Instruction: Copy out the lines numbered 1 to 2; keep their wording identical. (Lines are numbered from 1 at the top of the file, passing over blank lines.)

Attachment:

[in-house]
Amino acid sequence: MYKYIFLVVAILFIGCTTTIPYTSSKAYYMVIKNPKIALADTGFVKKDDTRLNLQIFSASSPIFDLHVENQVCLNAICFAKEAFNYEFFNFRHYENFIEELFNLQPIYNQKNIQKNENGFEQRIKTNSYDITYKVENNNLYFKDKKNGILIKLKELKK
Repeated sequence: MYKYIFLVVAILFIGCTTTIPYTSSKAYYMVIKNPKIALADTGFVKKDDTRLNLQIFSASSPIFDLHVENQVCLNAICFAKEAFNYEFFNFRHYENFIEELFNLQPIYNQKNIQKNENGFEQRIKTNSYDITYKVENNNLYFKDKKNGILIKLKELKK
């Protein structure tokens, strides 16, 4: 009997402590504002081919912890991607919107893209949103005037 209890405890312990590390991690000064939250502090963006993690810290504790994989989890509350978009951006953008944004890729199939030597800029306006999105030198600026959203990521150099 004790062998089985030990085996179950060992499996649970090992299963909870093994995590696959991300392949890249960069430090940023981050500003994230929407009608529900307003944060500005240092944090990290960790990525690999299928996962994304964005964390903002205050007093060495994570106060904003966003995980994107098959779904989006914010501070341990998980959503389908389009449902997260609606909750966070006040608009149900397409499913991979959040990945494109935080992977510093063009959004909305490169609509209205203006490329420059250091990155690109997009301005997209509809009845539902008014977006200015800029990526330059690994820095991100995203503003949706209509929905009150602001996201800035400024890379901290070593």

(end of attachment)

[in-house]
Amino acid sequence: MYKYIFLVVAILFIGCTTTIPYTSSKAYYMVIKNPKIALADTGFVKKDDTRLNLQIFSASSPIFDLHVENQVCLNAICFAKEAFNYEFFNFRHYENFIEELFNLQPIYNQKNIQKNENGFEQRIKTNSYDITYKVENNNLYFKDKKNGILIKLKELKK